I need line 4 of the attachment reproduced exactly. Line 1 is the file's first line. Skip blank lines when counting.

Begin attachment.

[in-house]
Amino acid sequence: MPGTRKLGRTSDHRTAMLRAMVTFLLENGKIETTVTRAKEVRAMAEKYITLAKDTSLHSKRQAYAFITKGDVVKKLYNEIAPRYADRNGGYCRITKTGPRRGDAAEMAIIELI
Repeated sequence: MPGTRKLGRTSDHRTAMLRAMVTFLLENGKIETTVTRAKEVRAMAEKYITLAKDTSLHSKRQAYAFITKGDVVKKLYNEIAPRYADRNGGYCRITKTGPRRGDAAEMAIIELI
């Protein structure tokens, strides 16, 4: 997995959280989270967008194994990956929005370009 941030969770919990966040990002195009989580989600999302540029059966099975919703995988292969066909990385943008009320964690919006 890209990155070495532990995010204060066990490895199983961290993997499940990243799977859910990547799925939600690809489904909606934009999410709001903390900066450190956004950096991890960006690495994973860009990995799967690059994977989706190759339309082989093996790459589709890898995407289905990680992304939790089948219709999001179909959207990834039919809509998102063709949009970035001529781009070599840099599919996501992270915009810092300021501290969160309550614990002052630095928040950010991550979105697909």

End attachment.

């Protein structure tokens, strides 16, 4: 997995959280989270967008194994990956929005370009 941030969770919990966040990002195009989580989600999302540029059966099975919703995988292969066909990385943008009320964690919006 890209990155070495532990995010204060066990490895199983961290993997499940990243799977859910990547799925939600690809489904909606934009999410709001903390900066450190956004950096991890960006690495994973860009990995799967690059994977989706190759339309082989093996790459589709890898995407289905990680992304939790089948219709999001179909959207990834039919809509998102063709949009970035001529781009070599840099599919996501992270915009810092300021501290969160309550614990002052630095928040950010991550979105697909």